The following text is copyright 2003 by Network World, permission is hearby given for reproduction, as long as attribution is given and this notice is included.
Protecting against the Internet
By Scott Bradner
The FCC succumbed to the power of the movie industry and attempted to solve a problem that does not yet exist. In doing so the FCC tried to balance the rights of consumers and the rights of copyright holders and came up short from the point of view of consumers.
On November 4th the FCC issued a "report and order" in regards to "Digital Broadcast Content Provision." (http://hraunfoss.fcc.gov/edocs_public/attachmatch/FCC-03-273A1.pdf) The order part of this document requires that consumer electronics that can be used to receive TV signals broadcast "over the air" (as opposed to distributed via cable or satellite) be able to detect the presence of a marker, known as the broadcast flag, that can be included in a TV program, and block the ability of the user to share a full resolution digital copy of any such program with any device that does not have an approved copy protection system. The marker the FCC selected is defined in a standard developed by the Advanced Television Systems Committee called "ATSC A/65: Program and System Information Protocol for Terrestrial Broadcast and Cable." (http://www.atsc.org/standards/A65-B.pdf.) This standard defines the way that broadcasters include program name and content information in TV broadcasts. It also defines a way to include a "redistribution control" parameter which is what the FCC has decided to require that TV receivers, including PCs with TV tuner cards, pay attention to. (See page 79 of the ATSC standard.) Broadcasters get to decide if they want to include the broadcast flag in any particular program,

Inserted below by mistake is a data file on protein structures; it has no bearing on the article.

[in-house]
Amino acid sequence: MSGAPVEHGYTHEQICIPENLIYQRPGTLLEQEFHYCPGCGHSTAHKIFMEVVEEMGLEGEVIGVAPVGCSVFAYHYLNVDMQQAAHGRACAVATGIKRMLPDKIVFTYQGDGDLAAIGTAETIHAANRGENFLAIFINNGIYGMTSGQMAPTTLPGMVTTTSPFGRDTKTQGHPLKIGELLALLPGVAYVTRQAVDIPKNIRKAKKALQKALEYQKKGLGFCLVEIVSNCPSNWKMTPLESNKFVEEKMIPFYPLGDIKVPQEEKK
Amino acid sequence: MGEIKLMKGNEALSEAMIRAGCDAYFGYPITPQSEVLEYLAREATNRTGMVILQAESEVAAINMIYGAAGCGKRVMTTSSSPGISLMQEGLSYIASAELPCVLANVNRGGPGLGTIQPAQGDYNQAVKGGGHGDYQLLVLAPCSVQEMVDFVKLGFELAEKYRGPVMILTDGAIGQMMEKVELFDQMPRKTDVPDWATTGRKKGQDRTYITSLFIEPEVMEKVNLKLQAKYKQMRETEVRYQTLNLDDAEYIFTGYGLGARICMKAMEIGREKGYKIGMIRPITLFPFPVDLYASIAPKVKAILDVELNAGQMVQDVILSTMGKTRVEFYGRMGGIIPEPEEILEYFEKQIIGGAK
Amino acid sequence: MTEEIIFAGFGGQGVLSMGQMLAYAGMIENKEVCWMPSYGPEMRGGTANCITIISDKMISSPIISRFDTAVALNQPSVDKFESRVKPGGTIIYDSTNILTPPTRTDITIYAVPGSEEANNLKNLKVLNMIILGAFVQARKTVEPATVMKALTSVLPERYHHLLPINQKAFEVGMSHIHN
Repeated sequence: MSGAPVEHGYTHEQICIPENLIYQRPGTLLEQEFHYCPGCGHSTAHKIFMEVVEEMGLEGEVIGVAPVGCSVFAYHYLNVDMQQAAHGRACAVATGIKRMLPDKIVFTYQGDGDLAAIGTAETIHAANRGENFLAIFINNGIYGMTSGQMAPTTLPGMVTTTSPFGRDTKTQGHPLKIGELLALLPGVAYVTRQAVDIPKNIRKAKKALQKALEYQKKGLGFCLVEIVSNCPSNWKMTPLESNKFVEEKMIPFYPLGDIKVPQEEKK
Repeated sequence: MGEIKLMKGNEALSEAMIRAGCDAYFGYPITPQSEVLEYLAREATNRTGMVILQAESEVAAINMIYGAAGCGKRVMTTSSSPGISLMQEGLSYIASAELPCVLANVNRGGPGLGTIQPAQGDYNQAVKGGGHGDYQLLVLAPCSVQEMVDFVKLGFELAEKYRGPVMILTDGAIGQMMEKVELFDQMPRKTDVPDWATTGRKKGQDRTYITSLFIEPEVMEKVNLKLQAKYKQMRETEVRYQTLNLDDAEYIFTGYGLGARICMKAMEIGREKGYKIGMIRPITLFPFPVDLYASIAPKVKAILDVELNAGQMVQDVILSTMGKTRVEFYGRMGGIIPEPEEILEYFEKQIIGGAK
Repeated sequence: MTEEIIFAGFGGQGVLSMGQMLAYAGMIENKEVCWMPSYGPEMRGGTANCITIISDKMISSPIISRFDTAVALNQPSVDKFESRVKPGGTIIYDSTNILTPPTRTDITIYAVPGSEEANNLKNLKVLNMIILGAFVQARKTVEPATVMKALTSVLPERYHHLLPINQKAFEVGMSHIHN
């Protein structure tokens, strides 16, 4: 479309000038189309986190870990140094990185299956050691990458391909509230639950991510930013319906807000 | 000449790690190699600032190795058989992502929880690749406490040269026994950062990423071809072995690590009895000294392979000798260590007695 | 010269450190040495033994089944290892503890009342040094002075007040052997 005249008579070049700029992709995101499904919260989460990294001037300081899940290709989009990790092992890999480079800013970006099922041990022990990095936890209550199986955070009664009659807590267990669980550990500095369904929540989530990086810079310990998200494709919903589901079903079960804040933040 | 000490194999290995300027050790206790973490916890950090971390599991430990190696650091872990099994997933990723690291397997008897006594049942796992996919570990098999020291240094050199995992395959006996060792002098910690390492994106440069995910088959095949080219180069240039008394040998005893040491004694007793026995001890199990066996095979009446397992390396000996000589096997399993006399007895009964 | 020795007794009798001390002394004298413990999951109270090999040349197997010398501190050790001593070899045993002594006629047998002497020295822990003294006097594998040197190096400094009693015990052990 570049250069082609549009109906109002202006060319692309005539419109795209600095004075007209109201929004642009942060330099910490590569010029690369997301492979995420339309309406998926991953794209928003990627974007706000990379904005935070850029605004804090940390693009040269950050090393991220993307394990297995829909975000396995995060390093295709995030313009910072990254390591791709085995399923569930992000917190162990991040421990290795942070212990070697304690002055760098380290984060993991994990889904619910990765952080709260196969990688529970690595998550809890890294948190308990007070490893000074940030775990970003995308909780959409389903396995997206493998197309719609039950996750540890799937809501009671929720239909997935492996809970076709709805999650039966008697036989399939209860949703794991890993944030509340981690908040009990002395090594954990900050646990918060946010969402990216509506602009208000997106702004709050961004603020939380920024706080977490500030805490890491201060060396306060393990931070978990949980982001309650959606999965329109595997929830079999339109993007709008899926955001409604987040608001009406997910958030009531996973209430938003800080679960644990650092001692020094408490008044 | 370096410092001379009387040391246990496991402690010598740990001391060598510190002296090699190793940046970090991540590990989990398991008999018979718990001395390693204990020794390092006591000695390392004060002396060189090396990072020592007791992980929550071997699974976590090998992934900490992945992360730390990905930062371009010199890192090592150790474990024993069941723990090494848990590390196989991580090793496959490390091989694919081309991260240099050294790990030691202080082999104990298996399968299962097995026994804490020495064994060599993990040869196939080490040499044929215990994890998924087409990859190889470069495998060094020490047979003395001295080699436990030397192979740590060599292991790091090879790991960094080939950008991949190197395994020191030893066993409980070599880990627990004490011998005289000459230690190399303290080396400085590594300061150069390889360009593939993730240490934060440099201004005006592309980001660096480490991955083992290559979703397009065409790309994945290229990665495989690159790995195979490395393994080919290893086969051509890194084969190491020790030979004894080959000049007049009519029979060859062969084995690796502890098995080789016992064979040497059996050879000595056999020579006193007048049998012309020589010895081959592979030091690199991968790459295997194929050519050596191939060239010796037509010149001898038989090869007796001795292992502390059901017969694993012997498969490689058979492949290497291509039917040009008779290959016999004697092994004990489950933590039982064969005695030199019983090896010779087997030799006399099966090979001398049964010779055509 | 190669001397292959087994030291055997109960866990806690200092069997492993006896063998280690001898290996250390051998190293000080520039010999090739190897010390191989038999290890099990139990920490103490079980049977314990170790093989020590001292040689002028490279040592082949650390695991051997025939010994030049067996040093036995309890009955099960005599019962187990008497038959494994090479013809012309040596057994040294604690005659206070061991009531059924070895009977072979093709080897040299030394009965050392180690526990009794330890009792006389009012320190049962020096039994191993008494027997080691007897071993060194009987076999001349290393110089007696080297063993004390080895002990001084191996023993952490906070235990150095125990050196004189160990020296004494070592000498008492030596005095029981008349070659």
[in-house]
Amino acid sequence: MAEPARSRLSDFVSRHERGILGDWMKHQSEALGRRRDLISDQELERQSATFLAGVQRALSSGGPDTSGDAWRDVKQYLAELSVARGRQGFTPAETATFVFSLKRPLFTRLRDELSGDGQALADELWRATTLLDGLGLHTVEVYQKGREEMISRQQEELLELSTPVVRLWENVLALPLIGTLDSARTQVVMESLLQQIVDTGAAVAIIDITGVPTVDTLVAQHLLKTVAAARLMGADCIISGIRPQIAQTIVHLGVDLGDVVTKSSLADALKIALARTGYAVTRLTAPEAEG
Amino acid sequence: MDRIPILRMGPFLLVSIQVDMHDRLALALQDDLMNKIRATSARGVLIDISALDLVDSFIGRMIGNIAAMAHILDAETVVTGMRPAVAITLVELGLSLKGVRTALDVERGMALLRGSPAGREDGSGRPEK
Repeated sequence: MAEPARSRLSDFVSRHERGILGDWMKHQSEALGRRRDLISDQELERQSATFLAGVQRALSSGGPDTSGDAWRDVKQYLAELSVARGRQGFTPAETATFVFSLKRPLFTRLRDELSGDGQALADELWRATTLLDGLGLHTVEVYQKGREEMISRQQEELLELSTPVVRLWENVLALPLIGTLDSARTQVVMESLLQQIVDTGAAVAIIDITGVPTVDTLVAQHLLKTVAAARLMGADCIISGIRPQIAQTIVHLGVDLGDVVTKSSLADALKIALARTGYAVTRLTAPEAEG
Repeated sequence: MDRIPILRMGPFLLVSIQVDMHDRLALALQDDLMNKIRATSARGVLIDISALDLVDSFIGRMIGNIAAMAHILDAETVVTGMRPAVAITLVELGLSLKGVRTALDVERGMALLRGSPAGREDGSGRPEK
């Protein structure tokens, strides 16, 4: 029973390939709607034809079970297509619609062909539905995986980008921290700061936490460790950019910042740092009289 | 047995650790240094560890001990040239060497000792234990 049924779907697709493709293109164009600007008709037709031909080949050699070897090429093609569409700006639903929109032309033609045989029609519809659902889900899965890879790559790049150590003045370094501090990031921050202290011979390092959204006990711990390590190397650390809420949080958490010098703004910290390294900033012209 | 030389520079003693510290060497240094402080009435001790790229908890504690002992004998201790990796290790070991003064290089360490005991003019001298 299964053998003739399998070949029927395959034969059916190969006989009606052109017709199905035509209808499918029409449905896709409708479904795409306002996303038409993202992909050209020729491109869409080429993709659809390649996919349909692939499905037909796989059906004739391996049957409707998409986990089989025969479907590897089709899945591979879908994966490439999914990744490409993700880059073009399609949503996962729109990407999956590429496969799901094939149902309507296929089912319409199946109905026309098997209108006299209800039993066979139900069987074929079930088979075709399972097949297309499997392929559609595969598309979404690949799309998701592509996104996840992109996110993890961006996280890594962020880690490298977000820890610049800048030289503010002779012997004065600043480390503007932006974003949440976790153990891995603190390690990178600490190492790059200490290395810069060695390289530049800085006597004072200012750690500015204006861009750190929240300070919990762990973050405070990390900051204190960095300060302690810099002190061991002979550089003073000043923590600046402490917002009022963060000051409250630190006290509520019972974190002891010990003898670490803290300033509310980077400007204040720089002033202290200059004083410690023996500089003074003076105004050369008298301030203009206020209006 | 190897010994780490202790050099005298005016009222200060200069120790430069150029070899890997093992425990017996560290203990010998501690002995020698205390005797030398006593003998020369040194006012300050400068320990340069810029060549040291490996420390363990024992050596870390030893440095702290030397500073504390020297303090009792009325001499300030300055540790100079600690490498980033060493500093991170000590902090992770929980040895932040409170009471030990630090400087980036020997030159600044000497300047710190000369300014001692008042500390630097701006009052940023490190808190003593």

The FCC's order is nowhere as bad as the movie industry wanted it to be but its bad enough - there is no requirement that all computing devices be programmed in a way that they recognize the flag and constructed in a way to make it impossible to program around it. But if you buy a new digital TV tuner after June 2005 the FCC requirement means that you will not be able to use your Tivo or PC to record a full resolution digital copy of a protected show to watch later although you will be able to record an analogue copy or a low resolution digital one.
The FCC did not say that broadcasters could not use the flag on public information broadcasts such as the State of the Union speech (for unconvincing reasons) and did not limit what broadcasters could do with any information on a user's viewing habits they might learn from the use of a copy protection system (for no reason I can find).
The FCC says that its aim is to not restrict the user's ability to record programs or make local copies but just to restrict the ability of the user to share the program over the Internet. The Commission is, at best, being disingenuous when it makes this claim since, quite specifically, you will not be able to record programs using your existing equipment and a new receiver when this order goes into effect.
There was no actual need for the FCC to issue this order at this time since we are years away from being able to transfer full resolution video files to broadband connected Internet users. Memo to FCC: it is possible to make rules when they are actually needed and it is possible to listen to consumers.
disclaimer: As a rule, Harvard waits at least until a rule is needed before starting to consider a problem but the above whine is mine.